This event has ended. View the official site or create your own event → Check it out
This event has ended. Create your own
Please note: the conference schedule is hosted by Sched.org which allows you to search within the schedule, and filter the schedule to show sessions only occurring on a certain date or within a track. You can also build your own schedule by creating a free account with Sched.org by selecting "SIGN UP" in the top right corner. 

The following schedule is subject to change (as of October 11, 2016). Please check back for updates. For more information about this meeting, go to: www.seafwa.org/conferences/2016
View analytic
Wednesday, October 19 • 8:20am - 8:40am
Wildlife. A three-year study of American alligator nest depredation by feral hogs

Sign up or log in to save this to your schedule and see who's attending!

AUTHORS: Kim Marie Tolson, University of Louisiana Monroe; James M. LaCour, Louisiana Department of Wildlife and Fisheries; Fred L. Cunningham, USDA/APHIS/WS/NWRC; Dwight J. LeBlanc, USDA/APHIS/WS

ABSTRACT: Managed as a renewable natural resource in Louisiana, the American alligator (Alligator mississippiensis) has been estimated to provide 80-90 million dollars of direct economic benefit annually to the state. Feral hogs (Sus scrofa), classified as an “outlaw quadruped” by LDWF, are wreaking havoc on the landscape in every parish of the state. The effects of feral hog depredation on alligator nests are the subject of a 3 year study in southwest Louisiana. The study site experiences regular feral hog eradication efforts by USDA/WS and private landowners. Game cameras were deployed on nests early in the nesting season (July) and retrieved in September after hatching had occurred. In 2014 (Year 1), 78% of monitored nests had hog visits documented on camera. The average number of hog visits was 1.64 visits/nest (Range 1-3). In 2015 (Year 2), 63% of nests monitored were visited by hogs. The average number of hog visits was 5.2 visits/nest (Range 2-14). Additionally, in Year 2, two sham nests imbedded with a player broadcasting recorded sounds of alligator hatchlings were monitored using the same technique. One of the two sham nests was located in an alligator nest that had recently been harvested of eggs; it was visited 30 times by hogs. In 2016 (Year 3), the monitoring of sham nests will be expanded in number and restricted to active nests that have recently had eggs harvested for commercial purposes. Results from Year 3, compiled and incorporated into the data set from Years 1 and 2, will be presented.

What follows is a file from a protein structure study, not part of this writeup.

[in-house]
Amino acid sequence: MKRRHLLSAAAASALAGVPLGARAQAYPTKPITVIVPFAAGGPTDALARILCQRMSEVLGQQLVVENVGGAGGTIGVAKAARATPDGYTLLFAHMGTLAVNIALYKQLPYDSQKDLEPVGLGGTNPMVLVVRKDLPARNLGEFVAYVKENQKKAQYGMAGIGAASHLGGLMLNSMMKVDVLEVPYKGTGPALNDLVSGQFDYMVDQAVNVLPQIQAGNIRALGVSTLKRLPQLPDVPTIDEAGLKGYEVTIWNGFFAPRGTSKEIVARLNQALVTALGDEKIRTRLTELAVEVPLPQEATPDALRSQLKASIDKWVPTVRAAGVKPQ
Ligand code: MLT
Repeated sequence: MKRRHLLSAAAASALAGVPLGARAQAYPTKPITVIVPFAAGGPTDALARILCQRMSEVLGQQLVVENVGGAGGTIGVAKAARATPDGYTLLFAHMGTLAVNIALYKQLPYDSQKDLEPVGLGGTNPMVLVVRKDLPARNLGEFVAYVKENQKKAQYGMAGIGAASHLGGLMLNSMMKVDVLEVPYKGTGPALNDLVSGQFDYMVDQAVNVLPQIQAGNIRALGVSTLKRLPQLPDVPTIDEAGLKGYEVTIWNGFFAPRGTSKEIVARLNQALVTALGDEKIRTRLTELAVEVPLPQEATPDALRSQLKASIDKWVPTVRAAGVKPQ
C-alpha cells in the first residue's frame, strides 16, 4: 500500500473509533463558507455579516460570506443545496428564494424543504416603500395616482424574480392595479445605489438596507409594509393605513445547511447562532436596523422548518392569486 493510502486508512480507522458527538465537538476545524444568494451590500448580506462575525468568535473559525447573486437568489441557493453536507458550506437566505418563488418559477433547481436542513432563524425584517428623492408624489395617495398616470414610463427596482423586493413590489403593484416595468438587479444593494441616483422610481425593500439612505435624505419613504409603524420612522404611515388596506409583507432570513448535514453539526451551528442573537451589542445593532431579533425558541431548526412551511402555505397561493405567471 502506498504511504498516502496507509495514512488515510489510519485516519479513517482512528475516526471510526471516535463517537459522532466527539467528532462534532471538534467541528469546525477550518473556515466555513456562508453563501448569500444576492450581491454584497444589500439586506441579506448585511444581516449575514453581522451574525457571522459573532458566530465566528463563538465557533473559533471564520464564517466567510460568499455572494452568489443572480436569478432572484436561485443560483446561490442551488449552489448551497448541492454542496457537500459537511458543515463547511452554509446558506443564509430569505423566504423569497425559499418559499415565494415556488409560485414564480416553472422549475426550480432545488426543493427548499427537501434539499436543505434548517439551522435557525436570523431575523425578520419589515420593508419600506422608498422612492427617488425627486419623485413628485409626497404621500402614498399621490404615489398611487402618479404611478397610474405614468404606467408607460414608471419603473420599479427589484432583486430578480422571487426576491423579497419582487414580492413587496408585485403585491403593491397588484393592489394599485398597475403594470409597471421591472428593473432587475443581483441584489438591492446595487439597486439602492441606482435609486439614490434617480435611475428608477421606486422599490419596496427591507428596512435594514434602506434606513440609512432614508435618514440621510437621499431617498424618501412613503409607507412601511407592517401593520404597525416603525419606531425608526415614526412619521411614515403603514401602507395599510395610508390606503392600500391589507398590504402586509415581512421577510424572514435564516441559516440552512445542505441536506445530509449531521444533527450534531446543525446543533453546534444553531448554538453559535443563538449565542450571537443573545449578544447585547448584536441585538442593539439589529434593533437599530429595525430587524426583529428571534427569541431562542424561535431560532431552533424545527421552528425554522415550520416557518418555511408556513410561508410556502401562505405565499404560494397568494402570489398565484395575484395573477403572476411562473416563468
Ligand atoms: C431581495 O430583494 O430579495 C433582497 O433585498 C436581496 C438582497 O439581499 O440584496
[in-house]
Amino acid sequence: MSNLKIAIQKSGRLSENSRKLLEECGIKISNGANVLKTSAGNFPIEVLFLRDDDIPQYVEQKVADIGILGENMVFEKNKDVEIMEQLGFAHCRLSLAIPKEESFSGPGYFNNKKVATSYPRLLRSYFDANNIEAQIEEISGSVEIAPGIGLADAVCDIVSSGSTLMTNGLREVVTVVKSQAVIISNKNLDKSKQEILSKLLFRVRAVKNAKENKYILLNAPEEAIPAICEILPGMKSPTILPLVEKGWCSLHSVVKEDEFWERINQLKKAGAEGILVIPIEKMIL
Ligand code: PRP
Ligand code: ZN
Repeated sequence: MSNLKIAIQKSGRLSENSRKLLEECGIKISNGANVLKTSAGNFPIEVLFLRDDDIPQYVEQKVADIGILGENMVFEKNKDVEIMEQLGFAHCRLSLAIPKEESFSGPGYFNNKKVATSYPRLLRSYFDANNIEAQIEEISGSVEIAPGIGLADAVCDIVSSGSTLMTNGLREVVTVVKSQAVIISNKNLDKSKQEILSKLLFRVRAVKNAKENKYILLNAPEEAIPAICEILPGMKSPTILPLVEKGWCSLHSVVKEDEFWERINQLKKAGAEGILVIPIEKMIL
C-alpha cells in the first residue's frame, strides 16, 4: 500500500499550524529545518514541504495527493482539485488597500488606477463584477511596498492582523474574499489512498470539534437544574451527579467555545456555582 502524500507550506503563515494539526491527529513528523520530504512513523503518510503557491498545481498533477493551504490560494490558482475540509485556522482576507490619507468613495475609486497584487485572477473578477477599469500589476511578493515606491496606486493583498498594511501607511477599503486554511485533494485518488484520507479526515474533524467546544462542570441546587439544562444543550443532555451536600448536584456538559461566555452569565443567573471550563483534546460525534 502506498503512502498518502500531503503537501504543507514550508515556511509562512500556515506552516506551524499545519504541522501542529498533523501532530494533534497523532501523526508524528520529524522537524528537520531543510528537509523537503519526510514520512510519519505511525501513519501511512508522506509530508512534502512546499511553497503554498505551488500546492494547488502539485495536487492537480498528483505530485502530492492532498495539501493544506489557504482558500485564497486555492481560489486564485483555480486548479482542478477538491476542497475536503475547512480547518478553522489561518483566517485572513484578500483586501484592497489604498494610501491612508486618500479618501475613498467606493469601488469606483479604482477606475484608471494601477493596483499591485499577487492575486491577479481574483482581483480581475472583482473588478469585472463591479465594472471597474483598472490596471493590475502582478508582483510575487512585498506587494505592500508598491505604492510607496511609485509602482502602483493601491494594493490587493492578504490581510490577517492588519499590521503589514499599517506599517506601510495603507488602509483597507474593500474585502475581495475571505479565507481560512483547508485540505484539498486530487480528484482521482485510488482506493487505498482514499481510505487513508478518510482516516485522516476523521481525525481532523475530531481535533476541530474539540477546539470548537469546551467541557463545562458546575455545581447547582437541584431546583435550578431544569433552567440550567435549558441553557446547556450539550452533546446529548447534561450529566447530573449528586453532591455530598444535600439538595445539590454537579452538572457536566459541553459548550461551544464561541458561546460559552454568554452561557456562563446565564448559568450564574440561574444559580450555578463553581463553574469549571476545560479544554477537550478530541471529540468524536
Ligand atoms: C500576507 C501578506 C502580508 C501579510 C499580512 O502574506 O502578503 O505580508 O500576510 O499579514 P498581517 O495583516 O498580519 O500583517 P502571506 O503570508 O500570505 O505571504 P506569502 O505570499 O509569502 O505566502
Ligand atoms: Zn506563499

Wednesday October 19, 2016 8:20am - 8:40am
Riverview B

Attendees (9)